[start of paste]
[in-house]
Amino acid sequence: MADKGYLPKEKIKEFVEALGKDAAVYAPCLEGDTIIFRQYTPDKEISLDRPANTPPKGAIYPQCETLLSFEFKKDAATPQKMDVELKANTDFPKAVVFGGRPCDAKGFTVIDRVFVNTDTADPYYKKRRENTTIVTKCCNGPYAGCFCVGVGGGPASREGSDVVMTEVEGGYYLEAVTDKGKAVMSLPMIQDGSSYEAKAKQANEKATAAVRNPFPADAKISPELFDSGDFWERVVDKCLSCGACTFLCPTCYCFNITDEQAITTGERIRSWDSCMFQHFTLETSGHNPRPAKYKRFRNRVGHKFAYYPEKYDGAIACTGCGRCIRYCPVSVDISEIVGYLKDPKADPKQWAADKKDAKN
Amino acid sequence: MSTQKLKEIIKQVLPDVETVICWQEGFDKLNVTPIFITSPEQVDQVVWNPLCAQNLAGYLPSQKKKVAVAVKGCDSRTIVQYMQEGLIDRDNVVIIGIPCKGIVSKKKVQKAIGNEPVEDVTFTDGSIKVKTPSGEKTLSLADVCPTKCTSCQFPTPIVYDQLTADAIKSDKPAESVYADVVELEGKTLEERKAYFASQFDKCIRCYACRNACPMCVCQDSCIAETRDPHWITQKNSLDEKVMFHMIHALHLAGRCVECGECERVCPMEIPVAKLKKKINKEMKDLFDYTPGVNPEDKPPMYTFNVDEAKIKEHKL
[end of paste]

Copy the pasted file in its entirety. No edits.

[in-house]
Amino acid sequence: MADKGYLPKEKIKEFVEALGKDAAVYAPCLEGDTIIFRQYTPDKEISLDRPANTPPKGAIYPQCETLLSFEFKKDAATPQKMDVELKANTDFPKAVVFGGRPCDAKGFTVIDRVFVNTDTADPYYKKRRENTTIVTKCCNGPYAGCFCVGVGGGPASREGSDVVMTEVEGGYYLEAVTDKGKAVMSLPMIQDGSSYEAKAKQANEKATAAVRNPFPADAKISPELFDSGDFWERVVDKCLSCGACTFLCPTCYCFNITDEQAITTGERIRSWDSCMFQHFTLETSGHNPRPAKYKRFRNRVGHKFAYYPEKYDGAIACTGCGRCIRYCPVSVDISEIVGYLKDPKADPKQWAADKKDAKN
Amino acid sequence: MSTQKLKEIIKQVLPDVETVICWQEGFDKLNVTPIFITSPEQVDQVVWNPLCAQNLAGYLPSQKKKVAVAVKGCDSRTIVQYMQEGLIDRDNVVIIGIPCKGIVSKKKVQKAIGNEPVEDVTFTDGSIKVKTPSGEKTLSLADVCPTKCTSCQFPTPIVYDQLTADAIKSDKPAESVYADVVELEGKTLEERKAYFASQFDKCIRCYACRNACPMCVCQDSCIAETRDPHWITQKNSLDEKVMFHMIHALHLAGRCVECGECERVCPMEIPVAKLKKKINKEMKDLFDYTPGVNPEDKPPMYTFNVDEAKIKEHKL